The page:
An Post issued two stamps featuring illustrations from the Book of Kells this week. The brightly coloured stamps show the profile of the lion, a reoccurring image in the manuscript, symbolising Christ and the resurrection.
Unveiling the stamps at Trinity College Dublin, Minister of State at the Department of Environment, Climate and Communications, Jack Chambers, said: “The stamps feature some of our most recognisable and iconic heritage images. As we approach St Patrick’s day, that global celebration of Irish culture, these stamps will carry these beautiful details from the Book of Kells to every corner of the globe.”
Librarian & College Archivist at the Library of Trinity College Dublin, Helen Shenton added: “We are delighted these exquisite images from the Book of Kells will feature in An Post’s Stamp for Ireland series marking St Patrick’s Day. The Book of Kells is an iconic symbol of Irish identity worldwide and it is very fitting that such beautifully illustrated stamps communicate with those living in Ireland and abroad.”
Details of stamp imagery
W – international rate stamp features a detail from the Book of Kells folio 124r (detail of profile lion.) The Physiologus, a 4th-century Greek text describing animals and their symbolic qualities, was a source of inspiration for the Irish monks working on the Book of Kells. According to the Physiologus the lion cub was born dead, but on the third day was revived by the father lion breathing on its face. This was a potent analogy for the resurrection of Christ three days after his crucifixion.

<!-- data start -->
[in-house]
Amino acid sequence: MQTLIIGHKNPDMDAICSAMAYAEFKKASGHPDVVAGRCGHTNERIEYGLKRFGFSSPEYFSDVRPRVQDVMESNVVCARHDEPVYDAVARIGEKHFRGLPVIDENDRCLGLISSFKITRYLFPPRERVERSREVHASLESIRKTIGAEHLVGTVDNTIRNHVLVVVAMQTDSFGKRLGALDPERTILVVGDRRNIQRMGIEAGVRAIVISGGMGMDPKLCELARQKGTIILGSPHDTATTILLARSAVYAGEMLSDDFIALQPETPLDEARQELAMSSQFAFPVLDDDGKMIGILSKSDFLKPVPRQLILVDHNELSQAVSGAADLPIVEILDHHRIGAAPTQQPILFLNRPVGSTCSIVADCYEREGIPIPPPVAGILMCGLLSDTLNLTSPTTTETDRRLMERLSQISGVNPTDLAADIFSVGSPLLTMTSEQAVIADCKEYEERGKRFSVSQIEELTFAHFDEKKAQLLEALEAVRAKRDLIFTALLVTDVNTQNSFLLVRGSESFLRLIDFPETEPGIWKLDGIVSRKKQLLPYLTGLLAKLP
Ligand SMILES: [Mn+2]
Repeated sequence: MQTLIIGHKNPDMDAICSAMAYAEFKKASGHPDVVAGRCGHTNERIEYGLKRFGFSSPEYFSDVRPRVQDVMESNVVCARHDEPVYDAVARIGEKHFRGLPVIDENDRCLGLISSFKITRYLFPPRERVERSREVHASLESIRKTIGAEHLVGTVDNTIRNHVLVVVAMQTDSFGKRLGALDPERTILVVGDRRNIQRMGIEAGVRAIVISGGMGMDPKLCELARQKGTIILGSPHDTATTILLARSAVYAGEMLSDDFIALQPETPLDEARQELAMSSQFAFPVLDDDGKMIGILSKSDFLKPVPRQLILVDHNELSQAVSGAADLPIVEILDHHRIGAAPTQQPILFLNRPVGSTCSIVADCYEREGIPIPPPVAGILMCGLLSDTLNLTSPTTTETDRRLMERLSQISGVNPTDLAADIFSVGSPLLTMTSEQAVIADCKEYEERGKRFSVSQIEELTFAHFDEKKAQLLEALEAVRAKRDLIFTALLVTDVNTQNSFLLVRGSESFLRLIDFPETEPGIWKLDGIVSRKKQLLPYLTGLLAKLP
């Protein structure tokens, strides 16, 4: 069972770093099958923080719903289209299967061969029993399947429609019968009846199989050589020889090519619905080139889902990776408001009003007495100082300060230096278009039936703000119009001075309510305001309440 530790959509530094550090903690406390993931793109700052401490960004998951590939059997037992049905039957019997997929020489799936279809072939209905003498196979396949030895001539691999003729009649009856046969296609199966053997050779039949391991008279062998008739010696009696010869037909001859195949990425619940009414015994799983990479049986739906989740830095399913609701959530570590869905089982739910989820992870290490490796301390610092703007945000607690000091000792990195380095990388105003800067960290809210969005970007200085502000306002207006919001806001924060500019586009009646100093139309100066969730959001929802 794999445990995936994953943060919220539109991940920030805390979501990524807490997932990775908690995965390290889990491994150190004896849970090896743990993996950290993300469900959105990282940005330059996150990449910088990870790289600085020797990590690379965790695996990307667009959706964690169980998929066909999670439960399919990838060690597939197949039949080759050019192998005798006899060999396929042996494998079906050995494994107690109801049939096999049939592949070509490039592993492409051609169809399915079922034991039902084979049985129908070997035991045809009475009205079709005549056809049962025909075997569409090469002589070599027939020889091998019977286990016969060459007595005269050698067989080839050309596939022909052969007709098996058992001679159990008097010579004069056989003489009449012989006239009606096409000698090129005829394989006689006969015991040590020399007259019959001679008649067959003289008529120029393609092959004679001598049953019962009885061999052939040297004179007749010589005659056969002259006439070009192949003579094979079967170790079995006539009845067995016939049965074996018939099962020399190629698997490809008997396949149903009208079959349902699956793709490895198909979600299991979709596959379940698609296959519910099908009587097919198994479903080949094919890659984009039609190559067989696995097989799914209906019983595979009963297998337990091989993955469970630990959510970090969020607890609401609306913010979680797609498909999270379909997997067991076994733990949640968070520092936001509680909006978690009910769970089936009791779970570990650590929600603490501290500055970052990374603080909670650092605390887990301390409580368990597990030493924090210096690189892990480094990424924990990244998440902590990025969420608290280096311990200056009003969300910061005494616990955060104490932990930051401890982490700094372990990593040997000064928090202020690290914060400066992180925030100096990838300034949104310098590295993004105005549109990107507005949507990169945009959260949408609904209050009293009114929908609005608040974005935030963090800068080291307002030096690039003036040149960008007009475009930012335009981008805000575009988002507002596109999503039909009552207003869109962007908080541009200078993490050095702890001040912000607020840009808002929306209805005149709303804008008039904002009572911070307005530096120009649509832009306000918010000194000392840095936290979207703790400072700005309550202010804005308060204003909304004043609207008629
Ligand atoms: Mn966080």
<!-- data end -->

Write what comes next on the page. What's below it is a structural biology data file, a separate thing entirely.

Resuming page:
N – national rate stamp features a detail from the Book of Kells folio 114v (detail of profile lion.) The detail of the profile of the lion’s head is taken from a page of display text introducing the passage in which Jesus goes to the Mount of Olives and foretells his abandonment by his disciples and his resurrection. The border of this folio is filled with snakes and dominating it all is the striking profile head of the lion, symbol of Christ and his resurrection.
The First Day Cover envelope features a more sedate image from the manuscript and shows a domestic cat chasing a rat, which has managed to snatch a communion host into its mouth. Cats were kept as pets during the time the Book of Kells was created and the monks may have kept them to help preserve the food stores in the monastery